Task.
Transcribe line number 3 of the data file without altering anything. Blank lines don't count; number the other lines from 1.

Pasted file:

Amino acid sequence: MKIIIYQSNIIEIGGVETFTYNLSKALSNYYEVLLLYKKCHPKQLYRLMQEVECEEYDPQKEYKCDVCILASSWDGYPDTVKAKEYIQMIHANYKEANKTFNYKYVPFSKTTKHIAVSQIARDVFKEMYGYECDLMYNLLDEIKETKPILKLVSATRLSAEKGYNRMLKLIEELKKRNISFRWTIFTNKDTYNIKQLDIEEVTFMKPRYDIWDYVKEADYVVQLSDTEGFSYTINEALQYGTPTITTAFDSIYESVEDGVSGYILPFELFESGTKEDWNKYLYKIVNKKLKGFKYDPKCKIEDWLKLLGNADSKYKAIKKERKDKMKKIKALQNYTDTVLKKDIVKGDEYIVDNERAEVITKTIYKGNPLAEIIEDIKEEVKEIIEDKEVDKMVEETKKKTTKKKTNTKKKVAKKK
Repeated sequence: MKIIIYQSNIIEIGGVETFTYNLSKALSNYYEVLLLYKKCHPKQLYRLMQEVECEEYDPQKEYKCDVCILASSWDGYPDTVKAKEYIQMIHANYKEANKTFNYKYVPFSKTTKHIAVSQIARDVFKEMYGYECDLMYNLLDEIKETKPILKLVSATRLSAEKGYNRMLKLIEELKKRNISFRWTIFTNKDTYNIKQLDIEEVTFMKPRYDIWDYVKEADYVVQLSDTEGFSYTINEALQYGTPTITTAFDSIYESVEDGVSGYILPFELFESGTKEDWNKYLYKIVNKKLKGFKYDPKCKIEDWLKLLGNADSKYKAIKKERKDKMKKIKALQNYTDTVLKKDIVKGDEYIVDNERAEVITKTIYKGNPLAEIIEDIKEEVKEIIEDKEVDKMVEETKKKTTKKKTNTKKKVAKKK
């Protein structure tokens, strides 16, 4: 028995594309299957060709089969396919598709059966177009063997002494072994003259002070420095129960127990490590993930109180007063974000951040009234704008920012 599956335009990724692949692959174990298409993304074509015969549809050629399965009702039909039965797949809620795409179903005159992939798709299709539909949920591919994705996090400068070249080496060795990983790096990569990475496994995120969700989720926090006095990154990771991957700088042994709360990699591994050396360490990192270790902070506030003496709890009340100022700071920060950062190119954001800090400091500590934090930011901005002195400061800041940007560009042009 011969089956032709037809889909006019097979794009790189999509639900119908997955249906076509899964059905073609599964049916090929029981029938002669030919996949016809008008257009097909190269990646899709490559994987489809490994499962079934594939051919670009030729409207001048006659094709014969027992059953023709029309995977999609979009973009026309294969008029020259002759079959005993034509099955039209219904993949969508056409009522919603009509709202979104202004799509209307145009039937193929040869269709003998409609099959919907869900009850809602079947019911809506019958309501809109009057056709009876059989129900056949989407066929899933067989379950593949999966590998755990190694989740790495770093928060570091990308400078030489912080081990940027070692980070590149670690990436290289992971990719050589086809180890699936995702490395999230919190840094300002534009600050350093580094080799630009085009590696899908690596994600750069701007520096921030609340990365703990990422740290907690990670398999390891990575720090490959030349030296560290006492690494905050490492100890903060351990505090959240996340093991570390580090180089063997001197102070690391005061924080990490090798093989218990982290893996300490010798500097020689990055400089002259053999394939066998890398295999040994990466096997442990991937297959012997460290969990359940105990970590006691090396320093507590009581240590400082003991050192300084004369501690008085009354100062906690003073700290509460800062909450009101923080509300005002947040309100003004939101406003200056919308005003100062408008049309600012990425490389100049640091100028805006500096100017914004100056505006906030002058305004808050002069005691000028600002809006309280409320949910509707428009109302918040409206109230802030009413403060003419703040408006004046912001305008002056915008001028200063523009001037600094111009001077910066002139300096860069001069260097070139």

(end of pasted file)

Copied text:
């Protein structure tokens, strides 16, 4: 028995594309299957060709089969396919598709059966177009063997002494072994003259002070420095129960127990490590993930109180007063974000951040009234704008920012 599956335009990724692949692959174990298409993304074509015969549809050629399965009702039909039965797949809620795409179903005159992939798709299709539909949920591919994705996090400068070249080496060795990983790096990569990475496994995120969700989720926090006095990154990771991957700088042994709360990699591994050396360490990192270790902070506030003496709890009340100022700071920060950062190119954001800090400091500590934090930011901005002195400061800041940007560009042009 011969089956032709037809889909006019097979794009790189999509639900119908997955249906076509899964059905073609599964049916090929029981029938002669030919996949016809008008257009097909190269990646899709490559994987489809490994499962079934594939051919670009030729409207001048006659094709014969027992059953023709029309995977999609979009973009026309294969008029020259002759079959005993034509099955039209219904993949969508056409009522919603009509709202979104202004799509209307145009039937193929040869269709003998409609099959919907869900009850809602079947019911809506019958309501809109009057056709009876059989129900056949989407066929899933067989379950593949999966590998755990190694989740790495770093928060570091990308400078030489912080081990940027070692980070590149670690990436290289992971990719050589086809180890699936995702490395999230919190840094300002534009600050350093580094080799630009085009590696899908690596994600750069701007520096921030609340990365703990990422740290907690990670398999390891990575720090490959030349030296560290006492690494905050490492100890903060351990505090959240996340093991570390580090180089063997001197102070690391005061924080990490090798093989218990982290893996300490010798500097020689990055400089002259053999394939066998890398295999040994990466096997442990991937297959012997460290969990359940105990970590006691090396320093507590009581240590400082003991050192300084004369501690008085009354100062906690003073700290509460800062909450009101923080509300005002947040309100003004939101406003200056919308005003100062408008049309600012990425490389100049640091100028805006500096100017914004100056505006906030002058305004808050002069005691000028600002809006309280409320949910509707428009109302918040409206109230802030009413403060003419703040408006004046912001305008002056915008001028200063523009001037600094111009001077910066002139300096860069001069260097070139």